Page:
This is what Happy Hour used to be–back in the 1990’s when people had jobs and could afford to keeping purchasing cocktails long after the drink specials had ended. But with the unemployment rate ticking ever higher, the definition of Happy Hour is changing: it is no longer only a place for the over-worked to release steam, it is also a valuable networking tool for the unemployed to try to find work. And bar/restaurant owners are recognizing this paradigm shift caused by the economic recession, offering better drink prices, extending discounts to include menu items, and even beginning their Happy Hours earlier in the day (before the 9-5er’s are released from their cubicles).

As an unemployed college graduate (or stay-at-home-daughter, as I prefer to say), I recognize the valuable opportunity that Happy Hours provide for networking (and budgeting) and I try to make it out to one each week. Of course, I also need to vent my frustrations of failed interviews and wasted cover letters!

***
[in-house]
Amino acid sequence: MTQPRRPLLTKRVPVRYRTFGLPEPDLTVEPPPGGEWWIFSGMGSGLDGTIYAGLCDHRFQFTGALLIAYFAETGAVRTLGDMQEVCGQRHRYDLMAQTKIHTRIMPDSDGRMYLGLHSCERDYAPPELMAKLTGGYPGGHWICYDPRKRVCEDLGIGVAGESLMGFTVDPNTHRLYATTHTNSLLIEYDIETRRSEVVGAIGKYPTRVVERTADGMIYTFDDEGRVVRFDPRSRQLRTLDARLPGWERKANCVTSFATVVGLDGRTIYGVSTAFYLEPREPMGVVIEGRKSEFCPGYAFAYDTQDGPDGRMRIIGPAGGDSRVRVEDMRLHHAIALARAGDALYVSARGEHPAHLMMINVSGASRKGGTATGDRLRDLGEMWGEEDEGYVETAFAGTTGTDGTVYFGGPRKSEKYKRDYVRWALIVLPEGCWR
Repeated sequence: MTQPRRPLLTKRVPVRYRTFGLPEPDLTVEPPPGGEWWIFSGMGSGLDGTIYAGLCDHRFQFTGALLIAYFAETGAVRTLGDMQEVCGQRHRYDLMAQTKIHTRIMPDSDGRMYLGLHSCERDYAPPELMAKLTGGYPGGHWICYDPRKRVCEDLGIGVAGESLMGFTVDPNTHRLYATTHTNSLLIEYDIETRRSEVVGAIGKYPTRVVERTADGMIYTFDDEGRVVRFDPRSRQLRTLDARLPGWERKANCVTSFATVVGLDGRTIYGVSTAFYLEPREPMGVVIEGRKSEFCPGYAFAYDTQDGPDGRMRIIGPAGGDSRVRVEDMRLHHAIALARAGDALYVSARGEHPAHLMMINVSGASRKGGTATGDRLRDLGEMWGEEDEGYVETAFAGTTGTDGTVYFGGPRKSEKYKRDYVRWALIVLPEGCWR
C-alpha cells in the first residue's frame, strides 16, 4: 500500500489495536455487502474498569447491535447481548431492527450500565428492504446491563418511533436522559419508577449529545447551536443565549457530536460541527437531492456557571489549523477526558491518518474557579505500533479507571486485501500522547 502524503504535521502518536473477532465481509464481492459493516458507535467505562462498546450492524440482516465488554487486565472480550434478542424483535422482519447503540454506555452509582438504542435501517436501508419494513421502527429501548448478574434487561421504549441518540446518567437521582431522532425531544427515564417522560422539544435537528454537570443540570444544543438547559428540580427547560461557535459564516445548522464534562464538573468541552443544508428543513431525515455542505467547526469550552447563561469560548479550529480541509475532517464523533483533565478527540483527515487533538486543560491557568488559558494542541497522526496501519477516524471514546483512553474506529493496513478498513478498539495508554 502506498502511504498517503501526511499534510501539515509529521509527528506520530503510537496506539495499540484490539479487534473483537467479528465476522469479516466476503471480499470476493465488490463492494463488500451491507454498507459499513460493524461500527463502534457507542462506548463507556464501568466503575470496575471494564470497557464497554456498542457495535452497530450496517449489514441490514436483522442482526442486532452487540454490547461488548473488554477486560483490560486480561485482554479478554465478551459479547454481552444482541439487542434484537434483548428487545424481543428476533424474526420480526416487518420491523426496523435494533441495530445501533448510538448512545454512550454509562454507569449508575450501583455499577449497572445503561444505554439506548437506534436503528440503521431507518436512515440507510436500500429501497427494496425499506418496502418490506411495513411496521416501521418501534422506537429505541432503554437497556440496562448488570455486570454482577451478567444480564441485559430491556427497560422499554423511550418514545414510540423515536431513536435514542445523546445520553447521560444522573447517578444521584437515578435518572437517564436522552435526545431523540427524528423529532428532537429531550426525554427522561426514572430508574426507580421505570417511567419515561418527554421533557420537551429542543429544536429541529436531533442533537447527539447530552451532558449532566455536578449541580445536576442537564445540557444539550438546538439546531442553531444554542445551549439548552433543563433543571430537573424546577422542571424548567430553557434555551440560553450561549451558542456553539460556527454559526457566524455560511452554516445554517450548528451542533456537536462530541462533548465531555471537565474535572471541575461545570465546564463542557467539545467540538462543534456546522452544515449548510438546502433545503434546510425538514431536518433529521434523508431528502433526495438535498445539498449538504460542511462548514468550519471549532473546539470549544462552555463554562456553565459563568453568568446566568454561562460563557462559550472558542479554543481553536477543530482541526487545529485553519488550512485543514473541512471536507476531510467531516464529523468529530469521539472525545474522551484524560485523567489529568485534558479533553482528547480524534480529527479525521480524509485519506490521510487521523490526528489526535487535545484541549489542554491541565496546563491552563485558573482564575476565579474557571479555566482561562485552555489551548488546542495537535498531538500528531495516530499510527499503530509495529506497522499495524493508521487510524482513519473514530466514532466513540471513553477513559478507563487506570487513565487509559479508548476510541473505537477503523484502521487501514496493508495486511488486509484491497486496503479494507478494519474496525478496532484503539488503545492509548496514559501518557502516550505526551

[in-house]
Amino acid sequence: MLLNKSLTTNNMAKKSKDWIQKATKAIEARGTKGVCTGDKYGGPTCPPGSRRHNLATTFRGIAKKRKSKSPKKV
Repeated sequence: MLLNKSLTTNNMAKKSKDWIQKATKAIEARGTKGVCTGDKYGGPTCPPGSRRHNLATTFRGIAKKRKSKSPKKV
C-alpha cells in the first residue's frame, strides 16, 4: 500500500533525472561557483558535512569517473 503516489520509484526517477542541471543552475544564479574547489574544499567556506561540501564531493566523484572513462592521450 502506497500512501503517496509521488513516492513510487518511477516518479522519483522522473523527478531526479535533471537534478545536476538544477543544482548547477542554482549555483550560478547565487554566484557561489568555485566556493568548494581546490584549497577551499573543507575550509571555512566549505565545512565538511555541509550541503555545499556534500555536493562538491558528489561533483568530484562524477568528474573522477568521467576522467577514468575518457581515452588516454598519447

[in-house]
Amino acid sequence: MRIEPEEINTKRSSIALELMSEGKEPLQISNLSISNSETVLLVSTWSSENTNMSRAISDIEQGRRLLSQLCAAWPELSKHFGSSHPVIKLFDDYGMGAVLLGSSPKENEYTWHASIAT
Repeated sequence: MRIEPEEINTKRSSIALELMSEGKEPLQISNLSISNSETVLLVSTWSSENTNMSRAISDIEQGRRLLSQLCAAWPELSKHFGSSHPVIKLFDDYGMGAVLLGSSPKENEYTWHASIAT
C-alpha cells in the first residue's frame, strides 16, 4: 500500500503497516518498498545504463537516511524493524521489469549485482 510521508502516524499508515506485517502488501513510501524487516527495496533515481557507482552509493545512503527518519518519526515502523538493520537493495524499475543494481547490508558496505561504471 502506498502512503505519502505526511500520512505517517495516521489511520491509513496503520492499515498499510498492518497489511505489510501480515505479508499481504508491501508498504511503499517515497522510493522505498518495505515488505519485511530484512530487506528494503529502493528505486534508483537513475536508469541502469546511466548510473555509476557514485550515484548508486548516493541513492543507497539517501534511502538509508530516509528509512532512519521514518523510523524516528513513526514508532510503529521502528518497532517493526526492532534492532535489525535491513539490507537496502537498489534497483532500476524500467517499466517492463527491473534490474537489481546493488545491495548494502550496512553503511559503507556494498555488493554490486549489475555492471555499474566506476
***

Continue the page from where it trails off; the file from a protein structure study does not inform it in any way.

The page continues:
Right now my favorite Happy Hour hands-down is The Black Horse Tavern in Newtown. They do it all right:

  • Starts at 5 pm, ends at 7 pm (Mon-Sat)
  • $3 drafts, $4 wines, and $6 martinis
  • 1/2 price menu items
  • Trivia on Friday nights (for free drink prizes–I won one last week!)
  • Free bar food available during Happy Hour (usually their delicious flatbreads!)

In my opinion, it’s the best deal in town and like all good things, it draws a consistent crowd. Aka: If you get there after 5 pm expect to sip your delicious martini while standing! They have an extensive speciality martini list, but I recommend the Grapefruit Bubbling Cosmo with Ruby Red Vodka, Cointreau, Lime Juice, Cranberry Juice, all topped off with a splash of Champagne. It has a perfect blend of citrus without tasting artificial.

As far as bar food goes, YOU MUST GET THE TRUFFLE FRIES!!! They come topped with Parmesan Cheese and Belgian Aioli and they are to die for!

I also really like the flatbreads at this place. The Margarita is very simple but delicious made with fresh mozzarella, fresh basil, oregano, olive oil, and spicy marinara sauce. It’s tasty finger food that is easy to share, and I’ve got to admit that it is better than some of the pizza places I’ve tried in these neck of the woods.